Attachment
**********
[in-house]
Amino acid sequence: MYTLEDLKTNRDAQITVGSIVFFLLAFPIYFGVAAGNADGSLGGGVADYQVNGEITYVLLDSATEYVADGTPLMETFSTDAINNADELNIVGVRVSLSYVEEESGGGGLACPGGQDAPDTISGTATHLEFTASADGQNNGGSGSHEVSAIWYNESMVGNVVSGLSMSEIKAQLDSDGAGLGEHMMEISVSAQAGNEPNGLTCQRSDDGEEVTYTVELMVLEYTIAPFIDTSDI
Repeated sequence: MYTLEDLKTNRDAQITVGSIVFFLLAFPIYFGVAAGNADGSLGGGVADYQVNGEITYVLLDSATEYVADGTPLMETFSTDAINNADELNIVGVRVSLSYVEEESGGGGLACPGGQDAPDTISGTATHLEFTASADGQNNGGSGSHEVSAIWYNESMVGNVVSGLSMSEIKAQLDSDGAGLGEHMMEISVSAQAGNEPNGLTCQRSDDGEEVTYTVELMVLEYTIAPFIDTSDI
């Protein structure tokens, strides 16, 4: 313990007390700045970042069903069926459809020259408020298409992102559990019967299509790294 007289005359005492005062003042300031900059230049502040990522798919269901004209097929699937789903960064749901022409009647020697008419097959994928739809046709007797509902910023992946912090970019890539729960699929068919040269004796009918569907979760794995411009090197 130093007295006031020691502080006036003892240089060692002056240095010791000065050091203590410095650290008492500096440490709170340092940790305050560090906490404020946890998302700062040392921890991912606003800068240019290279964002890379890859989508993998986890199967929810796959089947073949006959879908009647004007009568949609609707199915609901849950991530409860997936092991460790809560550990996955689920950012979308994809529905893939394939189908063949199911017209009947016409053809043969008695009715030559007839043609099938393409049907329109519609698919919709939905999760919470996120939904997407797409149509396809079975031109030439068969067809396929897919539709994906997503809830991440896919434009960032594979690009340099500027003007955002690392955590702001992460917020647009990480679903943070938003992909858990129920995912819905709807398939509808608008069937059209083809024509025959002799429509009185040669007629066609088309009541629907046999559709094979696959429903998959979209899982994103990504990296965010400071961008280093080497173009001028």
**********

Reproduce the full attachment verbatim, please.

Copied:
[in-house]
Amino acid sequence: MYTLEDLKTNRDAQITVGSIVFFLLAFPIYFGVAAGNADGSLGGGVADYQVNGEITYVLLDSATEYVADGTPLMETFSTDAINNADELNIVGVRVSLSYVEEESGGGGLACPGGQDAPDTISGTATHLEFTASADGQNNGGSGSHEVSAIWYNESMVGNVVSGLSMSEIKAQLDSDGAGLGEHMMEISVSAQAGNEPNGLTCQRSDDGEEVTYTVELMVLEYTIAPFIDTSDI
Repeated sequence: MYTLEDLKTNRDAQITVGSIVFFLLAFPIYFGVAAGNADGSLGGGVADYQVNGEITYVLLDSATEYVADGTPLMETFSTDAINNADELNIVGVRVSLSYVEEESGGGGLACPGGQDAPDTISGTATHLEFTASADGQNNGGSGSHEVSAIWYNESMVGNVVSGLSMSEIKAQLDSDGAGLGEHMMEISVSAQAGNEPNGLTCQRSDDGEEVTYTVELMVLEYTIAPFIDTSDI
């Protein structure tokens, strides 16, 4: 313990007390700045970042069903069926459809020259408020298409992102559990019967299509790294 007289005359005492005062003042300031900059230049502040990522798919269901004209097929699937789903960064749901022409009647020697008419097959994928739809046709007797509902910023992946912090970019890539729960699929068919040269004796009918569907979760794995411009090197 130093007295006031020691502080006036003892240089060692002056240095010791000065050091203590410095650290008492500096440490709170340092940790305050560090906490404020946890998302700062040392921890991912606003800068240019290279964002890379890859989508993998986890199967929810796959089947073949006959879908009647004007009568949609609707199915609901849950991530409860997936092991460790809560550990996955689920950012979308994809529905893939394939189908063949199911017209009947016409053809043969008695009715030559007839043609099938393409049907329109519609698919919709939905999760919470996120939904997407797409149509396809079975031109030439068969067809396929897919539709994906997503809830991440896919434009960032594979690009340099500027003007955002690392955590702001992460917020647009990480679903943070938003992909858990129920995912819905709807398939509808608008069937059209083809024509025959002799429509009185040669007629066609088309009541629907046999559709094979696959429903998959979209899982994103990504990296965010400071961008280093080497173009001028």